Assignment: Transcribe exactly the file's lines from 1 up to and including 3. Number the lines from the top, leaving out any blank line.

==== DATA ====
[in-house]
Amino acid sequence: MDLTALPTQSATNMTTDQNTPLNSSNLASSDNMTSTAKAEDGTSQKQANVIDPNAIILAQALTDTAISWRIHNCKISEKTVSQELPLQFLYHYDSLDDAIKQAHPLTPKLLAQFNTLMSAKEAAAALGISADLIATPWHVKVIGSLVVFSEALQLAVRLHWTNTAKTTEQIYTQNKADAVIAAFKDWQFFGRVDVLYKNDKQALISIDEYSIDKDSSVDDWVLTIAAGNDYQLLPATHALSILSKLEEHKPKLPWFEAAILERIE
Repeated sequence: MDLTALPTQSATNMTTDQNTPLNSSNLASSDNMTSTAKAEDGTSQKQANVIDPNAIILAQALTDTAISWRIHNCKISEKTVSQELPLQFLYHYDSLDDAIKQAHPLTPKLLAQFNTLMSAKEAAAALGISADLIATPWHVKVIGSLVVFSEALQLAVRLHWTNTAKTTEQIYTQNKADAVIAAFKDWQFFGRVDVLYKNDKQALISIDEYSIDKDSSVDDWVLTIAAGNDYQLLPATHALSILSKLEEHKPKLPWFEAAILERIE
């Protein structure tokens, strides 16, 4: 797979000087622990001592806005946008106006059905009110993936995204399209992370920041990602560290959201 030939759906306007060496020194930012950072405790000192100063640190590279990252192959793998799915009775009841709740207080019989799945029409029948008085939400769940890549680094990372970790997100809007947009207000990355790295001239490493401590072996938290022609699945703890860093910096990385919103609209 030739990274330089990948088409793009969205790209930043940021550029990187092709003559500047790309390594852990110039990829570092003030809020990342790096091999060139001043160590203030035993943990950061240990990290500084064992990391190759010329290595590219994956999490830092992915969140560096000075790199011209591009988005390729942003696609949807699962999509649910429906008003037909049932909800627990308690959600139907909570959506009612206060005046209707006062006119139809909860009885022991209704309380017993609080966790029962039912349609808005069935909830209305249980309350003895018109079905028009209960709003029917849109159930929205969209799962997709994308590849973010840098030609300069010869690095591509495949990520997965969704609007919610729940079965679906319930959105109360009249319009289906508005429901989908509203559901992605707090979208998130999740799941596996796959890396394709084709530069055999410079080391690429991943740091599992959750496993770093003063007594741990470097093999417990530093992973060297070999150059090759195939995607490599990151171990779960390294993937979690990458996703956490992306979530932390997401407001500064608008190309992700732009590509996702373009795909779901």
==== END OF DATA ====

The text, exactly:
[in-house]
Amino acid sequence: MDLTALPTQSATNMTTDQNTPLNSSNLASSDNMTSTAKAEDGTSQKQANVIDPNAIILAQALTDTAISWRIHNCKISEKTVSQELPLQFLYHYDSLDDAIKQAHPLTPKLLAQFNTLMSAKEAAAALGISADLIATPWHVKVIGSLVVFSEALQLAVRLHWTNTAKTTEQIYTQNKADAVIAAFKDWQFFGRVDVLYKNDKQALISIDEYSIDKDSSVDDWVLTIAAGNDYQLLPATHALSILSKLEEHKPKLPWFEAAILERIE
Repeated sequence: MDLTALPTQSATNMTTDQNTPLNSSNLASSDNMTSTAKAEDGTSQKQANVIDPNAIILAQALTDTAISWRIHNCKISEKTVSQELPLQFLYHYDSLDDAIKQAHPLTPKLLAQFNTLMSAKEAAAALGISADLIATPWHVKVIGSLVVFSEALQLAVRLHWTNTAKTTEQIYTQNKADAVIAAFKDWQFFGRVDVLYKNDKQALISIDEYSIDKDSSVDDWVLTIAAGNDYQLLPATHALSILSKLEEHKPKLPWFEAAILERIE